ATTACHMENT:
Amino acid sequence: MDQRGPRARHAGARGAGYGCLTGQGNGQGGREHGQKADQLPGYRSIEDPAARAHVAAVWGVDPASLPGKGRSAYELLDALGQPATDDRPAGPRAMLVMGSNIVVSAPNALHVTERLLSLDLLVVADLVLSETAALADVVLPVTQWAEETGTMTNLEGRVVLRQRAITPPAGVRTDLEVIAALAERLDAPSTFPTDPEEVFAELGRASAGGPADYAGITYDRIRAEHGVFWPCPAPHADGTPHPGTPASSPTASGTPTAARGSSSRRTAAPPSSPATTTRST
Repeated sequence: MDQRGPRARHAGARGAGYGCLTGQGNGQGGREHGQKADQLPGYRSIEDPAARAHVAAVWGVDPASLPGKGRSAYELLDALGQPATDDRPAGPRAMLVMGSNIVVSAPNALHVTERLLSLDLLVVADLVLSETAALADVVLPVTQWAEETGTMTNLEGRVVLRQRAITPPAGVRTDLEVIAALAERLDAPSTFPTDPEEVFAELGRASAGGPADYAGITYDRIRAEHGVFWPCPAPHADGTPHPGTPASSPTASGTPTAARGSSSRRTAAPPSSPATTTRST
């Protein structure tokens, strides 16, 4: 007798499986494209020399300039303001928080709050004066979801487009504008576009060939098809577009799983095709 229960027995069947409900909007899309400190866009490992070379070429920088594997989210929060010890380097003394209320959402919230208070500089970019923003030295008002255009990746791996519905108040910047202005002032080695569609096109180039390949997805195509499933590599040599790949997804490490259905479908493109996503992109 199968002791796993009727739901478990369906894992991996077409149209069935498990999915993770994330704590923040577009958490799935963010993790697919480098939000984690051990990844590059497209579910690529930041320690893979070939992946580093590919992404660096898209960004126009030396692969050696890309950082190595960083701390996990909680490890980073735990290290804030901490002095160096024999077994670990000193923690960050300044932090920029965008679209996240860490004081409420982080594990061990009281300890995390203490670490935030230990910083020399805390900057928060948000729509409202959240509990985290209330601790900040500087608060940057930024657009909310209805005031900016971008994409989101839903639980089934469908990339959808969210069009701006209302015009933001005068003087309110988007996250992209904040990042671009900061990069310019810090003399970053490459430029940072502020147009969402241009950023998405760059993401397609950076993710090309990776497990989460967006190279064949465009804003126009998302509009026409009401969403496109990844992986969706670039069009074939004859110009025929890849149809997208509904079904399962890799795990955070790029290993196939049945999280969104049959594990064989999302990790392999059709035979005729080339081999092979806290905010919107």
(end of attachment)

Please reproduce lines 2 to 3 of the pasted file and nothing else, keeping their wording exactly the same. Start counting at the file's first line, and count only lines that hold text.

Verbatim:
Repeated sequence: MDQRGPRARHAGARGAGYGCLTGQGNGQGGREHGQKADQLPGYRSIEDPAARAHVAAVWGVDPASLPGKGRSAYELLDALGQPATDDRPAGPRAMLVMGSNIVVSAPNALHVTERLLSLDLLVVADLVLSETAALADVVLPVTQWAEETGTMTNLEGRVVLRQRAITPPAGVRTDLEVIAALAERLDAPSTFPTDPEEVFAELGRASAGGPADYAGITYDRIRAEHGVFWPCPAPHADGTPHPGTPASSPTASGTPTAARGSSSRRTAAPPSSPATTTRST
């Protein structure tokens, strides 16, 4: 007798499986494209020399300039303001928080709050004066979801487009504008576009060939098809577009799983095709 229960027995069947409900909007899309400190866009490992070379070429920088594997989210929060010890380097003394209320959402919230208070500089970019923003030295008002255009990746791996519905108040910047202005002032080695569609096109180039390949997805195509499933590599040599790949997804490490259905479908493109996503992109 199968002791796993009727739901478990369906894992991996077409149209069935498990999915993770994330704590923040577009958490799935963010993790697919480098939000984690051990990844590059497209579910690529930041320690893979070939992946580093590919992404660096898209960004126009030396692969050696890309950082190595960083701390996990909680490890980073735990290290804030901490002095160096024999077994670990000193923690960050300044932090920029965008679209996240860490004081409420982080594990061990009281300890995390203490670490935030230990910083020399805390900057928060948000729509409202959240509990985290209330601790900040500087608060940057930024657009909310209805005031900016971008994409989101839903639980089934469908990339959808969210069009701006209302015009933001005068003087309110988007996250992209904040990042671009900061990069310019810090003399970053490459430029940072502020147009969402241009950023998405760059993401397609950076993710090309990776497990989460967006190279064949465009804003126009998302509009026409009401969403496109990844992986969706670039069009074939004859110009025929890849149809997208509904079904399962890799795990955070790029290993196939049945999280969104049959594990064989999302990790392999059709035979005729080339081999092979806290905010919107």